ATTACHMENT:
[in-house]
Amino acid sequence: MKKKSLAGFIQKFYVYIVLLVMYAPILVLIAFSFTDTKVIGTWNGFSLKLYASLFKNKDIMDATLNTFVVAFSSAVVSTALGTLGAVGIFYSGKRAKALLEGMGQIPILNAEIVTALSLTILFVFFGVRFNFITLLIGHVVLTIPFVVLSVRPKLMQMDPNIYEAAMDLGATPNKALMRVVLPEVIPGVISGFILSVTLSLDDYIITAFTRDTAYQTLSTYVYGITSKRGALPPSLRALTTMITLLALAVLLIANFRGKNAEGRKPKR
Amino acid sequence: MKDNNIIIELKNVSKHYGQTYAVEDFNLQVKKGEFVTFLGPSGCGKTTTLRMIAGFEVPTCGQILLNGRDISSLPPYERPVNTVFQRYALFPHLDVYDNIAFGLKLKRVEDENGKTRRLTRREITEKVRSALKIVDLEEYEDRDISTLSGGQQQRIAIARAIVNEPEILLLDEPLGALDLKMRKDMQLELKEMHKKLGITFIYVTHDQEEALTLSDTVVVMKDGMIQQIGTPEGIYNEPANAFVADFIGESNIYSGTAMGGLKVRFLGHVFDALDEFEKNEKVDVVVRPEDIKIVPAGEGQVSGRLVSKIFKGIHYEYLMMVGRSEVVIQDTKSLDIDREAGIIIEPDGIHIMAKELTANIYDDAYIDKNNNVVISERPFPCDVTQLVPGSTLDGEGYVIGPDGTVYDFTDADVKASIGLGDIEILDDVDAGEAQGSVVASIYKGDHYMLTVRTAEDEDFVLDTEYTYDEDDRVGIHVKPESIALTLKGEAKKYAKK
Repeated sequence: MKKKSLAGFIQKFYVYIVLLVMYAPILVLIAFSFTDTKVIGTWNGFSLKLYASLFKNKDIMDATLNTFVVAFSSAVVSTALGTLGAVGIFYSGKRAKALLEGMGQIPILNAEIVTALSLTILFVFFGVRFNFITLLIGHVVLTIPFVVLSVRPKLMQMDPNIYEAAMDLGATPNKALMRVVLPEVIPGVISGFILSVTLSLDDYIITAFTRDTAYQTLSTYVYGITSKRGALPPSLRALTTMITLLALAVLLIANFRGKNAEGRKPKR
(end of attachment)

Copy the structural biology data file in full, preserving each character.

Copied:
[in-house]
Amino acid sequence: MKKKSLAGFIQKFYVYIVLLVMYAPILVLIAFSFTDTKVIGTWNGFSLKLYASLFKNKDIMDATLNTFVVAFSSAVVSTALGTLGAVGIFYSGKRAKALLEGMGQIPILNAEIVTALSLTILFVFFGVRFNFITLLIGHVVLTIPFVVLSVRPKLMQMDPNIYEAAMDLGATPNKALMRVVLPEVIPGVISGFILSVTLSLDDYIITAFTRDTAYQTLSTYVYGITSKRGALPPSLRALTTMITLLALAVLLIANFRGKNAEGRKPKR
Amino acid sequence: MKDNNIIIELKNVSKHYGQTYAVEDFNLQVKKGEFVTFLGPSGCGKTTTLRMIAGFEVPTCGQILLNGRDISSLPPYERPVNTVFQRYALFPHLDVYDNIAFGLKLKRVEDENGKTRRLTRREITEKVRSALKIVDLEEYEDRDISTLSGGQQQRIAIARAIVNEPEILLLDEPLGALDLKMRKDMQLELKEMHKKLGITFIYVTHDQEEALTLSDTVVVMKDGMIQQIGTPEGIYNEPANAFVADFIGESNIYSGTAMGGLKVRFLGHVFDALDEFEKNEKVDVVVRPEDIKIVPAGEGQVSGRLVSKIFKGIHYEYLMMVGRSEVVIQDTKSLDIDREAGIIIEPDGIHIMAKELTANIYDDAYIDKNNNVVISERPFPCDVTQLVPGSTLDGEGYVIGPDGTVYDFTDADVKASIGLGDIEILDDVDAGEAQGSVVASIYKGDHYMLTVRTAEDEDFVLDTEYTYDEDDRVGIHVKPESIALTLKGEAKKYAKK
Repeated sequence: MKKKSLAGFIQKFYVYIVLLVMYAPILVLIAFSFTDTKVIGTWNGFSLKLYASLFKNKDIMDATLNTFVVAFSSAVVSTALGTLGAVGIFYSGKRAKALLEGMGQIPILNAEIVTALSLTILFVFFGVRFNFITLLIGHVVLTIPFVVLSVRPKLMQMDPNIYEAAMDLGATPNKALMRVVLPEVIPGVISGFILSVTLSLDDYIITAFTRDTAYQTLSTYVYGITSKRGALPPSLRALTTMITLLALAVLLIANFRGKNAEGRKPKR